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Setting record straight on nuclear energy bill in the Pennsylvania House: Tom Mehaffie

Posted 5/1/19

Since introducing the Keep Powering Pennsylvania Act (House Bill 11) to ensure our state’s leading zero-emission energy source — nuclear energy — is treated the same way as other …

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Setting record straight on nuclear energy bill in the Pennsylvania House: Tom Mehaffie

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Since introducing the Keep Powering Pennsylvania Act (House Bill 11) to ensure our state’s leading zero-emission energy source — nuclear energy — is treated the same way as other zero-emission energy sources, an endless amount of misinformation and speculation has been reported. As committee hearings have begun in the Legislature, this is a good time to set the record straight.

First, I’ve seen groups estimating HB 11 could cost billions of dollars for the electric ratepayers of our state.

The cost is $500 million annually — plain and simple. Anyone who says otherwise is doing nothing but fearmongering. They are also being disingenuous if they don’t tell you the cost of doing nothing is eight times more — totaling $4.6 billion annually.

I’ve never hidden the cost of my legislation, but it’s time for the opponents in the oil and gas industry to be honest about the $4.6 billion in increased costs to Pennsylvanians, including $788 million in increased annual electricity costs, if our state’s nuclear plants prematurely retire.

Second, there is a fundamental fairness that underpins my legislation. Carbon-free electricity should be treated the same — regardless if it is generated by wind, solar or nuclear energy. Some may argue this is nothing more than government picking sides or showing preference to one energy source over another. They’re right. That’s exactly what it is, and Pennsylvania has been doing it for years to the detriment of nuclear energy — our state’s largest and most reliable source of clean, emission-free electricity.

There are dozens of ways to produce electricity, some with less impact to our environment and some with a greater impact. I have no ill-will toward coal and gas. They have their place in our electricity grid. But the pollution created by electricity from fossil fuels isn’t just an environmental issue — it’s a money issue.

It takes more money to deal with the environmental impacts of fossil fuels than it does to deal with the environmental impacts of emission-free resources. HB 11 simply corrects the financial inequity that exists in the system today.

Lastly, one of the more commonly used talking points against the nuclear industry is that they are trying to make a profit. I find this argument laughable. I’ve been a business owner for my entire adult life, and I can confirm that’s my goal, too. Which business does not want to make a profit?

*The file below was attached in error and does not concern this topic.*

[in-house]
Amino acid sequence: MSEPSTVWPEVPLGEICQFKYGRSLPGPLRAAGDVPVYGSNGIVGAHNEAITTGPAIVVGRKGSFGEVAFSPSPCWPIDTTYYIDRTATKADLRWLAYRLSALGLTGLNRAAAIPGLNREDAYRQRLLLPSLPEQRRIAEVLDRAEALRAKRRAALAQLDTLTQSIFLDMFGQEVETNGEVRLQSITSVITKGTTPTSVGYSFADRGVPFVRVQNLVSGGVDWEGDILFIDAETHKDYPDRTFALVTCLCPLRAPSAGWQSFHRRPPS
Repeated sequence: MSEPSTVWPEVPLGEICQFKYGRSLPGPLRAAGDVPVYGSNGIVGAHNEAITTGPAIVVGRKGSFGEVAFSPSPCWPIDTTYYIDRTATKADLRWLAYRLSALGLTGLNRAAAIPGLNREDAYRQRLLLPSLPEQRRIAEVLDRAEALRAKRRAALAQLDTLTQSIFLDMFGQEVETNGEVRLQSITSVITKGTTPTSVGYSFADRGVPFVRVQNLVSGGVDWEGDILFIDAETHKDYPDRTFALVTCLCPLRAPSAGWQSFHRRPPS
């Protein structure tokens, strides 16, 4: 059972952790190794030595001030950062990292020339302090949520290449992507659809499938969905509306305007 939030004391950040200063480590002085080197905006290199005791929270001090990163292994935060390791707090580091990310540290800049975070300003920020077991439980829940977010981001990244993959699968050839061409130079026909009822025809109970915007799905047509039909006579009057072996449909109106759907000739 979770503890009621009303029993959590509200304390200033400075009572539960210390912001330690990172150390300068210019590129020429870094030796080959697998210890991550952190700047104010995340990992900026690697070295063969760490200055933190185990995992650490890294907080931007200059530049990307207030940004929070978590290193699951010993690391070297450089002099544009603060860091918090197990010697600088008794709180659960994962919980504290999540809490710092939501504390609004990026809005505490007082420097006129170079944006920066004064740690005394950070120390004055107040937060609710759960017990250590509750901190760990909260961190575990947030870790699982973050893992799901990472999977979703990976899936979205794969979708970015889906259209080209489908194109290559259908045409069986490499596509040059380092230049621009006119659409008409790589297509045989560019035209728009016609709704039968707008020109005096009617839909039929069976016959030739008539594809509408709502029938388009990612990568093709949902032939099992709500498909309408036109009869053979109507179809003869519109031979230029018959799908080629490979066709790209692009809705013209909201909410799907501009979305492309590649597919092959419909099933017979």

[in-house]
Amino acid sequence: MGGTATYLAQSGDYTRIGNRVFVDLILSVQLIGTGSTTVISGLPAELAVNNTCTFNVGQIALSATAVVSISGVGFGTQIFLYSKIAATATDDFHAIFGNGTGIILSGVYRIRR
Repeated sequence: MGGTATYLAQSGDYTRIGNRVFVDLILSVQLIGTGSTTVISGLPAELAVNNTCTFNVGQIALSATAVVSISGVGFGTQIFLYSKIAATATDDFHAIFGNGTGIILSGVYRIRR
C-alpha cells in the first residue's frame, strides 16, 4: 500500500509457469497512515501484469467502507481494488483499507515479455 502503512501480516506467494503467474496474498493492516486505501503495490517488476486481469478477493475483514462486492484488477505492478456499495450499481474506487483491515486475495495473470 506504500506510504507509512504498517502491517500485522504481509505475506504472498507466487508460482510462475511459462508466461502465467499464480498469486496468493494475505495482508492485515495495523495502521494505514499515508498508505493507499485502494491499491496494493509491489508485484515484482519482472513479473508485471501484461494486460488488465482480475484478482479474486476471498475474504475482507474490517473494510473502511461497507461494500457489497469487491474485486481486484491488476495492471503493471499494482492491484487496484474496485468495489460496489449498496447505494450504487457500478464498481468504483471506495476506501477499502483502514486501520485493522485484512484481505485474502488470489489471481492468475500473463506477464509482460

But the reality is Three Mile Island is already unprofitable and the other four nuclear plants aren’t far behind.

The fact that all of Pennsylvania’s nuclear plants are headed toward unprofitability is the very reason why the oil and gas industry is spending so much money on lobbyists to oppose my bill.

There is only one winner if the nuclear plants shut down, and that’s the natural gas industry. Customers lose, our environment loses and the resiliency of our electric grid suffers.

So after you sort through all of the noise, what’s the end result?

Pennsylvania’s five nuclear power plants are our state’s largest source of electricity, producing 93 percent of our state’s carbon-free electricity. Those same plants support 16,000 family-sustaining jobs. They are, without question, the most reliable source of carbon-free electricity we have in Pennsylvania.

And yes, there is a cost to making sure these plants and everything they bring to Pennsylvania are here for years to come. Under the Keep Powering Pennsylvania Act, that cost is $500 million annually. That’s an extra $1.77 per month on the average residential electricity bill.

If my colleagues in the Legislature don’t act, that monthly cost will be $2.39, and Pennsylvanians will pay $788 million more each year for their electricity, not to mention increased costs to compensate for the billions in lost state gross domestic product and billions in air pollution and carbon emissions.

I believe the benefits far exceed the costs. I wasn’t elected by the voters of the 106th District to just make easy decisions. I believe I have a duty to take on the tough fights and do what is in the best long-term interests of residents.

I will continue fighting to keep our nuclear plants open, our electricity prices low, and our grid reliable and diverse.

State Rep. Tom Mehaffie, R-Lower Swatara Township, represents the 106th House District. Reach him at 717-534-1323 or tmehaffie@pahousegop.com.